More than a decade ago, Abir Sen was diagnosed with a rare bacterial infection. After a year and a half of illness and numerous medical appointments, he says he felt more empathy for people who are frequently in and out of the health care system. The experience spurred his interest enough to found four high-flying health care startups, some of which have sold for hundreds of millions of dollars and have attracted well-heeled investors.
His newest venture, Gravie, has raised $2.6 million in capital since its inception in August. Operating out of the Lumber Exchange in downtown Minneapolis, Gravie is a consumer market for health care services, helping individuals and businesses comparison-shop for health care in the private market and on MNsure. The company, which has signed 49 employers and expects to be in all 50 states by the end of the year, can also make payments on their clients’ behalf.
Sen, 39, says he chose a path that not only offers him a sense of purpose, but also allows him the freedom to be his own boss.
“The job I want is the one I have to give to myself because nobody else will give it to me,” he says. “I have no interest in climbing the corporate ladder—it’s just boring and it’s not cut out for me. “
Originally from Mumbai, India, Sen came to the United States when he was 18 to attend Lawrence University in Appleton, Wis., and delivered pizza at Papa John’s to pay his way. (He hasn’t eaten Papa John’s since, he adds.) Equipped with a bachelor’s degree in economics and philosophy, he landed at Deloitte Consulting in 1997, where he advised large managed care organizations. Roughly a year later, Sen, then 23, and six others launched Definity Health—the country’s first health reimbursement plan and the predecessor to health savings accounts.
Definity’s CEO, venture capitalist Tony Miller, led efforts, talking to more than 30 investors and, after a year and a half, raised the money. Although Sen wouldn’t disclose how much ownership stake he or the other Definity founders had, Definity collected $84 million in private equity and venture capital from 2000 to 2004, according to the National Venture Capital Association. The company sold for just more than $300 million in 2004 to UnitedHealth Group.
Meanwhile, Sen went to study at Harvard Business School, where he earned an MBA. With that advanced degree and start-up experience, he was ready to tackle his next start-up.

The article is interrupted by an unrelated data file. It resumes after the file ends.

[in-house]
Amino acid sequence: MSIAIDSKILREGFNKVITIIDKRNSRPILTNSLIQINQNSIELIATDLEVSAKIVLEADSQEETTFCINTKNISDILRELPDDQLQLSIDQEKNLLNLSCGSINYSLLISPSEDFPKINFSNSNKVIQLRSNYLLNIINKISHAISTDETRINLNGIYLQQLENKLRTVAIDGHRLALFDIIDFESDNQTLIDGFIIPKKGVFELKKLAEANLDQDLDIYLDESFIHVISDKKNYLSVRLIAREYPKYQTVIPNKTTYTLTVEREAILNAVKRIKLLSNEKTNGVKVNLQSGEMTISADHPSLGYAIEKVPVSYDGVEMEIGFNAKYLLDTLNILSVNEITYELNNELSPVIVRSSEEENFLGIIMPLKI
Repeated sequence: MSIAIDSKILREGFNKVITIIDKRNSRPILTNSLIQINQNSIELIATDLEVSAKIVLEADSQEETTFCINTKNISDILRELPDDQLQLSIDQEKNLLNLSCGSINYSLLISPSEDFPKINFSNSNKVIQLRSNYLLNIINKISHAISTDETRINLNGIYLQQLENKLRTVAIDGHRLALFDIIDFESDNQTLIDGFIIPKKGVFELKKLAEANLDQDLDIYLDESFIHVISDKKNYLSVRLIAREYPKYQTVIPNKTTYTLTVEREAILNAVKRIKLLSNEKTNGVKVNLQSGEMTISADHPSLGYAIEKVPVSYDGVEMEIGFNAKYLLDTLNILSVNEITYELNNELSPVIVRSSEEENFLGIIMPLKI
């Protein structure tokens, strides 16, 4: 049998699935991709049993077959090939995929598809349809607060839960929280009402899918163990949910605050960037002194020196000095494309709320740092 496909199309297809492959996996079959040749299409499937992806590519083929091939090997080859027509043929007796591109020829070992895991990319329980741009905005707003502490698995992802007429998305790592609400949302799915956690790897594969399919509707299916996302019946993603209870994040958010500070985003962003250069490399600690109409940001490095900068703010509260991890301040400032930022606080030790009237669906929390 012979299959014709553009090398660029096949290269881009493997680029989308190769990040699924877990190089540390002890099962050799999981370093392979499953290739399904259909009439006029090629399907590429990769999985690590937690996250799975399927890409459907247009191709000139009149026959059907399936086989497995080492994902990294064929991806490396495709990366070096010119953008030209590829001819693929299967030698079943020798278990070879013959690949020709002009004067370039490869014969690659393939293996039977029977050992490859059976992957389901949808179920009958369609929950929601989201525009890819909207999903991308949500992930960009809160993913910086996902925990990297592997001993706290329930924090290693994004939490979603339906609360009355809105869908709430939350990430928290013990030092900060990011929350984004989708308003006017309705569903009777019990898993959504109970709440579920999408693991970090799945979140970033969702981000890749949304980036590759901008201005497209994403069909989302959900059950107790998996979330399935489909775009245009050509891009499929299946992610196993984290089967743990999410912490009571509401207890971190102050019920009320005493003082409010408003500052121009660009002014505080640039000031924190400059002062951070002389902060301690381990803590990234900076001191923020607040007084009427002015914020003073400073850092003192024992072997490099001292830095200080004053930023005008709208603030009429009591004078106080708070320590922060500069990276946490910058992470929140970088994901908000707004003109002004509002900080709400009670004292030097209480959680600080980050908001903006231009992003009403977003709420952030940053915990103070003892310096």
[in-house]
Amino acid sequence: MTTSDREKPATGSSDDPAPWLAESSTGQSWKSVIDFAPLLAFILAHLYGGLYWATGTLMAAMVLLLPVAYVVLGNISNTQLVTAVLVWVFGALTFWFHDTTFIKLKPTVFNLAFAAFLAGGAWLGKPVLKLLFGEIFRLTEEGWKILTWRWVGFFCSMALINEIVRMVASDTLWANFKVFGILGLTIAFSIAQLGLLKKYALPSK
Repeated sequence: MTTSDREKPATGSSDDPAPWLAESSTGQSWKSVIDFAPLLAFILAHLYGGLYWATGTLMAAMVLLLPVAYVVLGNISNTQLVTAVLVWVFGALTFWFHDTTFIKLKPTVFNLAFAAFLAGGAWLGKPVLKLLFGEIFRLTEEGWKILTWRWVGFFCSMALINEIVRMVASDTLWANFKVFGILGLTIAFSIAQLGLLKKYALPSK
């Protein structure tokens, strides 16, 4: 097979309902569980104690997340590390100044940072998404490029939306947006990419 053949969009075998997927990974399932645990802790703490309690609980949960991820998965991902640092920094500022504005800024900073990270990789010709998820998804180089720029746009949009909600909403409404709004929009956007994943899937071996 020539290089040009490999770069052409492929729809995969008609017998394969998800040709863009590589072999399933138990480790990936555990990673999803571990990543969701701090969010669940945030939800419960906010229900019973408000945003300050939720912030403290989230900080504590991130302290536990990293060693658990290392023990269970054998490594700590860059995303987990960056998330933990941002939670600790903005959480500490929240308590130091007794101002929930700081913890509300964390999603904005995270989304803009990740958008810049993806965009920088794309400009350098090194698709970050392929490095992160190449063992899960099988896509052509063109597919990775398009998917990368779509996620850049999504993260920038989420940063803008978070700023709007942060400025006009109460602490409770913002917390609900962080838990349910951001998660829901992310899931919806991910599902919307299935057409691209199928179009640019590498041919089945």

With Kyle Rolfing, a cofounder at Definity, Sen started wellness IT company RedBrick Health in 2006. The company provides consumer-friendly financial tools, incentives, personal wellness plans and independent customer service advocacy. They recruited Jill Prevost from Life Time Fitness, where she was a marketing manager, to lead innovation and consumer engagement. RedBrick secured $15 million in funding from one of Sen’s Harvard professors, Bob Higgins, who was then at Highland Capital, and from Versant Ventures.
Its last round of funding was in April 2013 for $15 million, according to SEC filings, taking its current venture capital coffers to nearly $75 million. Sen says he still has an ownership stake in the company but would not disclose the value.
Even with a successful startup underway, he says he saw a window of opportunity when plans for the Affordable Care Act began to become public.
Taking with him Prevost and another RedBrick staffer, Marek Ciolko, they launched Bloom Health in 2009. Since employers and employees were being introduced to more health care plans, Bloom advised companies and employees on how to manage insurance dollars.
Before Bloom was snatched up in 2011 by three insurers—Indianapolis-based WellPoint, Blue Cross Blue Shield of Michigan, and Health Care Services Corp.—it raised $12.5 million in venture capital and private equity. “Once you do this a few times, it’s easier to raise capital,” Sen says.
Sen says he sold Bloom for “many multiples” of the $12.5 million.
It’s no surprise that when Sen launched Gravie, investors came knocking. A consumer marketplace for health care insurance, Gravie raised $2.6 million in a venture capital round led by New York-based FirstMark Capital. The same firm has backed other high-flying startups such as Pinterest and StubHub.
Outside of health care, Sen’s passion is speed. He says he spends “a lot of money” on cars, including a Ferrari, Range Rover, Jeep and BMW. He lives with his wife and border collie, Mona, in a house off of Lake Calhoun.
When Sen set out to help people, he was perhaps helping himself just as much.
“I think all of my jobs have been my dream job. I wouldn’t be doing it otherwise. I’m not doing it for the money.”